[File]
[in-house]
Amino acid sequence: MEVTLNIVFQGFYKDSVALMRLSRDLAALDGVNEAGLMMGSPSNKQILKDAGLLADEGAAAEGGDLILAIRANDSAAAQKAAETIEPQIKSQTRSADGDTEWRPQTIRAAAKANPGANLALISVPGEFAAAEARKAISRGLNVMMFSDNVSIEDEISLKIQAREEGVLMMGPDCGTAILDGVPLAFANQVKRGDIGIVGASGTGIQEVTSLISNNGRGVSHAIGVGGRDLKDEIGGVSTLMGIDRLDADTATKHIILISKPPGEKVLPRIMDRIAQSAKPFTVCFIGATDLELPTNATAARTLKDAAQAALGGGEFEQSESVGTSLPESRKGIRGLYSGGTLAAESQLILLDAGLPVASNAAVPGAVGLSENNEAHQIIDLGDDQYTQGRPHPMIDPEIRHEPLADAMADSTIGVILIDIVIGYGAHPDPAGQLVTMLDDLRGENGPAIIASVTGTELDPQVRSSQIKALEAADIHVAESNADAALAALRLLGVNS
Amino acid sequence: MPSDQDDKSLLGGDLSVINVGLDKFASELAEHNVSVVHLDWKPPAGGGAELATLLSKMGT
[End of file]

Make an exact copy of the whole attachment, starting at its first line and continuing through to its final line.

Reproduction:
[in-house]
Amino acid sequence: MEVTLNIVFQGFYKDSVALMRLSRDLAALDGVNEAGLMMGSPSNKQILKDAGLLADEGAAAEGGDLILAIRANDSAAAQKAAETIEPQIKSQTRSADGDTEWRPQTIRAAAKANPGANLALISVPGEFAAAEARKAISRGLNVMMFSDNVSIEDEISLKIQAREEGVLMMGPDCGTAILDGVPLAFANQVKRGDIGIVGASGTGIQEVTSLISNNGRGVSHAIGVGGRDLKDEIGGVSTLMGIDRLDADTATKHIILISKPPGEKVLPRIMDRIAQSAKPFTVCFIGATDLELPTNATAARTLKDAAQAALGGGEFEQSESVGTSLPESRKGIRGLYSGGTLAAESQLILLDAGLPVASNAAVPGAVGLSENNEAHQIIDLGDDQYTQGRPHPMIDPEIRHEPLADAMADSTIGVILIDIVIGYGAHPDPAGQLVTMLDDLRGENGPAIIASVTGTELDPQVRSSQIKALEAADIHVAESNADAALAALRLLGVNS
Amino acid sequence: MPSDQDDKSLLGGDLSVINVGLDKFASELAEHNVSVVHLDWKPPAGGGAELATLLSKMGT